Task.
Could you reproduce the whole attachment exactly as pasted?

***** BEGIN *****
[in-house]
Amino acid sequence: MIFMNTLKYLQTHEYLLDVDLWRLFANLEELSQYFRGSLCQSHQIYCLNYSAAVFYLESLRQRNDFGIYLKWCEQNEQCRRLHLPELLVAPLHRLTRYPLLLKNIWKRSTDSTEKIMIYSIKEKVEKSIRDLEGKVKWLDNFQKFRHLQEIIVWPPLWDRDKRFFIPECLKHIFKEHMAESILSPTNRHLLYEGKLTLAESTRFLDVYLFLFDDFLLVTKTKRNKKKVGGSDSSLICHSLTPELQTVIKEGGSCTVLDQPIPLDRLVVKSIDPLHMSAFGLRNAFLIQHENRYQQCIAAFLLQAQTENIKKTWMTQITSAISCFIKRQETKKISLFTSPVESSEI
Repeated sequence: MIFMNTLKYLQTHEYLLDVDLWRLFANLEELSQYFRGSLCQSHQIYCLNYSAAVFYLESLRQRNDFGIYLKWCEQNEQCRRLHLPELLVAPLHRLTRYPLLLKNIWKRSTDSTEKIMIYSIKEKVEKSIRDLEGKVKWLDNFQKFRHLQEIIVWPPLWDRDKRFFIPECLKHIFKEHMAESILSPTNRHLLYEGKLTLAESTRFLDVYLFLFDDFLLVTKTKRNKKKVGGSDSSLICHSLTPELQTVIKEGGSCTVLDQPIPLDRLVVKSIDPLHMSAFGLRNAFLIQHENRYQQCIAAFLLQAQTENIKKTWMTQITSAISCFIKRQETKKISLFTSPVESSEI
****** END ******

[in-house]
Amino acid sequence: MIFMNTLKYLQTHEYLLDVDLWRLFANLEELSQYFRGSLCQSHQIYCLNYSAAVFYLESLRQRNDFGIYLKWCEQNEQCRRLHLPELLVAPLHRLTRYPLLLKNIWKRSTDSTEKIMIYSIKEKVEKSIRDLEGKVKWLDNFQKFRHLQEIIVWPPLWDRDKRFFIPECLKHIFKEHMAESILSPTNRHLLYEGKLTLAESTRFLDVYLFLFDDFLLVTKTKRNKKKVGGSDSSLICHSLTPELQTVIKEGGSCTVLDQPIPLDRLVVKSIDPLHMSAFGLRNAFLIQHENRYQQCIAAFLLQAQTENIKKTWMTQITSAISCFIKRQETKKISLFTSPVESSEI
Repeated sequence: MIFMNTLKYLQTHEYLLDVDLWRLFANLEELSQYFRGSLCQSHQIYCLNYSAAVFYLESLRQRNDFGIYLKWCEQNEQCRRLHLPELLVAPLHRLTRYPLLLKNIWKRSTDSTEKIMIYSIKEKVEKSIRDLEGKVKWLDNFQKFRHLQEIIVWPPLWDRDKRFFIPECLKHIFKEHMAESILSPTNRHLLYEGKLTLAESTRFLDVYLFLFDDFLLVTKTKRNKKKVGGSDSSLICHSLTPELQTVIKEGGSCTVLDQPIPLDRLVVKSIDPLHMSAFGLRNAFLIQHENRYQQCIAAFLLQAQTENIKKTWMTQITSAISCFIKRQETKKISLFTSPVESSEI